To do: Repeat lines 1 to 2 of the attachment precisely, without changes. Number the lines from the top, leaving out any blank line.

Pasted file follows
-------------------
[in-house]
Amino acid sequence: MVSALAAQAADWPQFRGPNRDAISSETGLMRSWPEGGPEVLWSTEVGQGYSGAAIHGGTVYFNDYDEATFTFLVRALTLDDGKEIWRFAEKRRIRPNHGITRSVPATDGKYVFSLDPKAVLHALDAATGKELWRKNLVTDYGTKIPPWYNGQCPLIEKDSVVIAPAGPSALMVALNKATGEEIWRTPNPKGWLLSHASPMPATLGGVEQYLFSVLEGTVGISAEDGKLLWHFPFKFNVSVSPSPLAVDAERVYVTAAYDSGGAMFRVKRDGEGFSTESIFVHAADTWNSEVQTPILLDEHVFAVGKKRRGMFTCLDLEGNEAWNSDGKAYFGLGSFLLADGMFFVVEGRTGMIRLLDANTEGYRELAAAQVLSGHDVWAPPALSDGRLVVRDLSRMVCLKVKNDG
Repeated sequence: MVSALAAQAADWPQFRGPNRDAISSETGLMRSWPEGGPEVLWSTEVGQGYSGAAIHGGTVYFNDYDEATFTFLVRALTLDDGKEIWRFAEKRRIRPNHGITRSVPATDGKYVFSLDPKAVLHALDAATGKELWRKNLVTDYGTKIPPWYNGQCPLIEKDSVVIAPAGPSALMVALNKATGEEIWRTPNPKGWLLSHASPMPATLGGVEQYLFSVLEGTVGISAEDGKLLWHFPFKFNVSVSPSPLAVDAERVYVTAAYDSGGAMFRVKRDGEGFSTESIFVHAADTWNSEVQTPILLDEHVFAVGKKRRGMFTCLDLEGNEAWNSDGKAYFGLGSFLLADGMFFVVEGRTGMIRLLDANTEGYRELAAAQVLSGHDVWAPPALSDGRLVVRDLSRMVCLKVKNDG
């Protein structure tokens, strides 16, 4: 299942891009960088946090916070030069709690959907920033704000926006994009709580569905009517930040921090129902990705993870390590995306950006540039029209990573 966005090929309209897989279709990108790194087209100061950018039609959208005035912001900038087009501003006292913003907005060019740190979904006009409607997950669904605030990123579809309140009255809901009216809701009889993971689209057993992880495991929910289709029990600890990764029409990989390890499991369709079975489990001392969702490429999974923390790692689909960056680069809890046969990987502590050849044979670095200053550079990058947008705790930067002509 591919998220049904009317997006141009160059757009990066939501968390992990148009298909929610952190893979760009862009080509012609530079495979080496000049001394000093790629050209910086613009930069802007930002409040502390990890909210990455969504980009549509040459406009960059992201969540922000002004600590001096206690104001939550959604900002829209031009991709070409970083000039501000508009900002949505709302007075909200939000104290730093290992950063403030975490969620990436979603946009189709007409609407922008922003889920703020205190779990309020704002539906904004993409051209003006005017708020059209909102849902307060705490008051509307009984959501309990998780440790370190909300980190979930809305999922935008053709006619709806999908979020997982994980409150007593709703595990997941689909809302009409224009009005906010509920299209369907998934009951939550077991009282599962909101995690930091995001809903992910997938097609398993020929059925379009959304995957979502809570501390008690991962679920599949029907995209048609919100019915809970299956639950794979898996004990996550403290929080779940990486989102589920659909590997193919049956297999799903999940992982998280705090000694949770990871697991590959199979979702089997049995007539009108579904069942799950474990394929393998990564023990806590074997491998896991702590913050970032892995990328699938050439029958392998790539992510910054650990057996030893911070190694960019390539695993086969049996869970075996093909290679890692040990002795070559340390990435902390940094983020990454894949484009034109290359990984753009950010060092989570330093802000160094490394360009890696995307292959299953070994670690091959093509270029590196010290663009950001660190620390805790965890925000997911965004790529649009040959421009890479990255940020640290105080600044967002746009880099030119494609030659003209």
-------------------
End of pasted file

[in-house]
Amino acid sequence: MVSALAAQAADWPQFRGPNRDAISSETGLMRSWPEGGPEVLWSTEVGQGYSGAAIHGGTVYFNDYDEATFTFLVRALTLDDGKEIWRFAEKRRIRPNHGITRSVPATDGKYVFSLDPKAVLHALDAATGKELWRKNLVTDYGTKIPPWYNGQCPLIEKDSVVIAPAGPSALMVALNKATGEEIWRTPNPKGWLLSHASPMPATLGGVEQYLFSVLEGTVGISAEDGKLLWHFPFKFNVSVSPSPLAVDAERVYVTAAYDSGGAMFRVKRDGEGFSTESIFVHAADTWNSEVQTPILLDEHVFAVGKKRRGMFTCLDLEGNEAWNSDGKAYFGLGSFLLADGMFFVVEGRTGMIRLLDANTEGYRELAAAQVLSGHDVWAPPALSDGRLVVRDLSRMVCLKVKNDG